Earnings from D.R. Horton and exiting home sales data were released Thursday morning—and they’re both sending the same message about the housing market.
reported better-than-expected fiscal third-quarter numbers Thursday morning. While the results and company outlook were positive, investors reacted with caution. Horton (ticker: DHI) earned $3.06 a share on $7.3 billion in sales. Wall Street was looking for $2.80 in per-share earnings on $7.2 billion in sales. It’s the company’s 10th consecutive quarterly earnings beat. “The D.R. Horton team delivered outstanding results in the third fiscal quarter of 2021, highlighted by EPS increasing 78%,” said Donald Horton, chairman of the board, in a statement. “These results reflect our experienced teams and production capabilities, industry-leading market share, broad geographic footprint, and diverse product offerings across multiple brands.”
Coming into Thursday, Horton shares were up about 33% year to date, better than the comparable 16% and 14% respective gains of The company’s first-half solid results were driven by an improving economy. Housing starts in June, for instance, rose about 6% compared with May and almost 30% year over year. The June starts figure also exceeded economist projections.
The Barron’s Daily
A morning briefing on what you need to know in the day ahead, including exclusive commentary from Barron’s and MarketWatch writers. The company sounds upbeat about the coming months, too. “Housing market conditions remain very robust, with home buyer demand exceeding our current capacity to deliver homes across all of our markets,” the chairman said. “As our top priority is to consistently fulfill our commitments to our homebuyers, we have slowed our home sales pace to more closely align to our current production levels while building out the infrastructure needed to support a higher level of home starts.”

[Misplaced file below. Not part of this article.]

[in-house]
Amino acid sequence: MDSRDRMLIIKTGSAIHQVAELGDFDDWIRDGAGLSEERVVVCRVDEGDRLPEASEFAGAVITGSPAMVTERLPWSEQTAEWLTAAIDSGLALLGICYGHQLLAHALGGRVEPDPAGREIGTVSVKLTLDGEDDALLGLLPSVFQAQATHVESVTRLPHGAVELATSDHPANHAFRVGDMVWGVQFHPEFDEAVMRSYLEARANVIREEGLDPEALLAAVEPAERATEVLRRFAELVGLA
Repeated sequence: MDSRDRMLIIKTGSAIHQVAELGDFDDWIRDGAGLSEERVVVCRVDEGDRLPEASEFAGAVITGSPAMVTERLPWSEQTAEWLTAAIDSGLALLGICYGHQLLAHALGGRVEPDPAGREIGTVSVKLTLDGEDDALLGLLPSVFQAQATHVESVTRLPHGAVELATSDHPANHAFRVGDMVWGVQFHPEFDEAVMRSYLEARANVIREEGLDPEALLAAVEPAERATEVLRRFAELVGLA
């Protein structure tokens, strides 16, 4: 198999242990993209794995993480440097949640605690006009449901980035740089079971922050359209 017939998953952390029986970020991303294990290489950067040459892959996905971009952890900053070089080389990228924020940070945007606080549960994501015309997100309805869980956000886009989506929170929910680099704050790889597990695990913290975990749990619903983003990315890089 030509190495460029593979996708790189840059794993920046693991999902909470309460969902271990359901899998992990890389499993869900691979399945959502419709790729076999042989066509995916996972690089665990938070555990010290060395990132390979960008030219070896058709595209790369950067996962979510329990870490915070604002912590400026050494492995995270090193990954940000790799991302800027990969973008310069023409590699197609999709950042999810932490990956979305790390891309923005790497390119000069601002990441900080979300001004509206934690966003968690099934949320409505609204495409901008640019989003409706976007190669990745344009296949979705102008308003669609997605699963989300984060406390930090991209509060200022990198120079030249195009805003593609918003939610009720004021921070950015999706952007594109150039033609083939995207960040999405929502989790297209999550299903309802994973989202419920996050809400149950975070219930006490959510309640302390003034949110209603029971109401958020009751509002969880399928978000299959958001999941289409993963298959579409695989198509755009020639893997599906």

The slowing home sale pace might be one reason investors react cautiously, though they are probably not something to worry about. June’s existing-home sales, reported Thursday morning, grew 1.4% compared with May and 23% compared with June 2020, though the annualized selling rate of 5.86 million homes missed expectations by a hair. But there doesn’t appear to be any real slowdown in the housing market. D.R. Horton also reported that it had a current-home inventory of about 47,000, up 55% from a year ago. “The demand for homes has far exceeded D.R. Horton’s ability to produce homes,” explains.
chief economist at Amherst Pierpont. “So, the company slowed its sales pace.”
With that inventory, the company now expects to generate about $27.9 billion in sales for its full fiscal year, increasing about $700 million from guidance given in April. With one quarter left in the company’s fiscal year, the direction implies more than $8 billion in fourth-quarter sales, better than the Street’s current projection of $7.7 billion. The Thursday-morning stock weakness can probably be best described as a bull-market indicator. When things are good, the investor playbook advises “sell the news and buy the dips.”